The second aspect of the Combinatorial Methods Program is an outreach effort designed to facilitate technology transfer with institutions interested in acquiring combinatorial capabilities. The centerpiece of this effort is the NIST Combinatorial Methods Center (NCMC), an industry-university-government consortium organized by MSEL that became operational on January 23, 2002 via a kick-off meeting in San Diego. Although it is still in the growth stage, the impact of NCMC activities is readily apparent as 11 industrial partners and the Air Force Research Lab have already joined the NCMC membership program. The NCMC facilitates direct interaction between NIST staff and these industrial partners, and provides a conduit by which Combinatorial Methods Program research products, best practices and protocols, instrument schematics and specifications, and other combinatorialrelated information can be effectively disseminated. This outreach is mediated in large part by a series of tri-annual workshops for NCMC members. The first NCMC meeting, "Library Design and Calibration," was held on April 26, 2002 at NIST, and it provided information essential to starting a combinatorial research effort. The second meeting (October 2002) will concentrate on combinatorial approaches to adhesion and mechanical properties. Further information on NCMC can be found on the website at

Contact: Leonid A. Bendersky

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Data Evaluation and Delivery

Contact Information: Carlos R. Beauchamp

Accurate materials data are increasingly critical to the rapid design and manufacture of the cost-effective, reliable products that characterize 21st century life. The MSEL Data Evaluation and Delivery Program is working to facilitate the building of interoperable materials structure, phase, and property databases needed by the scientific and industrial communities, and to develop strategies for visualizing multi-dimensional datasets needed for materials selection in product design.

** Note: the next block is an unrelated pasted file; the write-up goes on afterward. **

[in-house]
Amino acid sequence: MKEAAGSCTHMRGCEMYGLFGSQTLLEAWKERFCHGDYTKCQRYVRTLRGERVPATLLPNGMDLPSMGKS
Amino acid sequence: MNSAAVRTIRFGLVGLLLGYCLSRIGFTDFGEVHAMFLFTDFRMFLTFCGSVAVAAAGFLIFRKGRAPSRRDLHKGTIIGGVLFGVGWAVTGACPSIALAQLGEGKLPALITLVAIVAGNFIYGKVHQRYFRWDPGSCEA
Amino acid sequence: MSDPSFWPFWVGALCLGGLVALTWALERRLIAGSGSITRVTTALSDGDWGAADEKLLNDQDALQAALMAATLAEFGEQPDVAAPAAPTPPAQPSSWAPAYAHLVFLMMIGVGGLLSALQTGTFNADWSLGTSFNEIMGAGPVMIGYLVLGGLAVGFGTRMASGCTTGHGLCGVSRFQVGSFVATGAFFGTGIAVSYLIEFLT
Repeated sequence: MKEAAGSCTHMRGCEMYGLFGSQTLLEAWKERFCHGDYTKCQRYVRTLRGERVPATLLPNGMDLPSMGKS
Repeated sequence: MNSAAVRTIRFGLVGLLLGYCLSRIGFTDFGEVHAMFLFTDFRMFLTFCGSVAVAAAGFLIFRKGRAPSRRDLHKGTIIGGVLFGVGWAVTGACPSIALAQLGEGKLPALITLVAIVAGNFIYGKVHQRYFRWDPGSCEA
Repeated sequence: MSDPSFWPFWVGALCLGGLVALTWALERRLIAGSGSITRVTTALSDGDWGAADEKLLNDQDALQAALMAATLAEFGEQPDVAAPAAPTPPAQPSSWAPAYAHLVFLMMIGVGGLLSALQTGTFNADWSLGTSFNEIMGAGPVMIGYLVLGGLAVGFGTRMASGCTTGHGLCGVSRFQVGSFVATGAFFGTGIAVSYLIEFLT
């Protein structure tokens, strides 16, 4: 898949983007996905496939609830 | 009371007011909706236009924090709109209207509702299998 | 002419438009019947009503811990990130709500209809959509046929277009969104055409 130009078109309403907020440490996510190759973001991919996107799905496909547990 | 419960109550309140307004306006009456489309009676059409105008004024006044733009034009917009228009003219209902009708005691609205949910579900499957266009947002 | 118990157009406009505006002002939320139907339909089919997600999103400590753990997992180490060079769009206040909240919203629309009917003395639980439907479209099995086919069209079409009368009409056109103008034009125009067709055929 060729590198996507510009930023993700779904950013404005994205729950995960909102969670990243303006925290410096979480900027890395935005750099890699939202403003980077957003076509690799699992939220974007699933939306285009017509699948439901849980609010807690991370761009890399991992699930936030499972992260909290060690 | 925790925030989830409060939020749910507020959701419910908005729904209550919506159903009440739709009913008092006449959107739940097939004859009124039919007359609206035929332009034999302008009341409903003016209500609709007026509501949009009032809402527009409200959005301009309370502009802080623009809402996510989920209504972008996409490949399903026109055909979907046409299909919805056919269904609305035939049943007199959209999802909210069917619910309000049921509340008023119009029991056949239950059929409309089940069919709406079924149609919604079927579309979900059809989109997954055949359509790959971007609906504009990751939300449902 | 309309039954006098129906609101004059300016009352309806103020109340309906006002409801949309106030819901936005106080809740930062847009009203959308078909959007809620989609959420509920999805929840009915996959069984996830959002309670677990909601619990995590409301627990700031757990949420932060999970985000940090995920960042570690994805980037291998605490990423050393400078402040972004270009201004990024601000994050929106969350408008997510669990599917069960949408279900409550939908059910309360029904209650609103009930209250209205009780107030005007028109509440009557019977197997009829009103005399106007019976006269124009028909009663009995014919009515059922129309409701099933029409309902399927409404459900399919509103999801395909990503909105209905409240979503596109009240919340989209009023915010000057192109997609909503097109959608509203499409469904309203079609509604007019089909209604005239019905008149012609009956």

To this end, the FY2002 Projects in the MSEL Data Evaluation and Delivery Program were focused on:

• Improving materials data transfer between databases through development of a standard materials mark-up language (MatML);

• Developing a major compilation of elastic moduli data for polycrystalline oxide ceramics;

• Providing protocols for data evaluation to ensure that databases are populated with accurate data;

• Expanding the Ceramics WebBook which provides links to other sources of ceramic data and manufacturer's information, as well as selected data sets evaluated by NIST, including structural ceramics and high temperature superconductor databases, glossaries, and tools for analysis of ceramic materials;

• Completing the first release of a new Windows-based PC product for the Inorganic Crystal Structure Database in cooperation with Fachinformationszentrum (FIZ) Germany

• Producing phase diagrams through the NIST/ American Ceramic Society, Phase Equilibria Program;

• Developing approaches to viewing multidimensional mechanical property and phase diagram data for metals, through a series of simple - but useful - interactive calculations;

• Establishing a prototype site for linking NIST materials data with external datasets such as those developed and maintained by ASM International; and

• Developing a comprehensive database of critically evaluated properties of lead-free solders including multi-dimensional data from three national consortia, the National Center for Manufacturing Sciences (NCMS) Lead-Free Solder Project, the NCMS Fatigue Resistant Lead-Free Solder Project, and the National Electronics Manufacturing Initiative (NEMI) Lead-Free Assembly Project.

Contact: Carlos R. Beauchamp

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Forming of Lightweight Material for Automotive Applications

Contact Information: Lyle E. Levine